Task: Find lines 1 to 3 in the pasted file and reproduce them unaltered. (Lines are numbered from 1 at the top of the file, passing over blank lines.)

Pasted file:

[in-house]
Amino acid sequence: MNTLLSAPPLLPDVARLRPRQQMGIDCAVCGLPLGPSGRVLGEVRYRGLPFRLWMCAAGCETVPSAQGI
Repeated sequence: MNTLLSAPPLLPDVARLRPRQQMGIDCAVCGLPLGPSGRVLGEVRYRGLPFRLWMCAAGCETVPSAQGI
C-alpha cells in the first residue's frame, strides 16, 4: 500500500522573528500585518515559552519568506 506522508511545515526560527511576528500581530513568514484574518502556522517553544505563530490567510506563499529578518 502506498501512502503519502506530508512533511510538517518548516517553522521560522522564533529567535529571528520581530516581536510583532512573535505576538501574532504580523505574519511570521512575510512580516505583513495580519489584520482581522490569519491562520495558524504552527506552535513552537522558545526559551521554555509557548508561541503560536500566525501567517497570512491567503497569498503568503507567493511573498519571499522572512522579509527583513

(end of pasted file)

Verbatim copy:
[in-house]
Amino acid sequence: MNTLLSAPPLLPDVARLRPRQQMGIDCAVCGLPLGPSGRVLGEVRYRGLPFRLWMCAAGCETVPSAQGI
Repeated sequence: MNTLLSAPPLLPDVARLRPRQQMGIDCAVCGLPLGPSGRVLGEVRYRGLPFRLWMCAAGCETVPSAQGI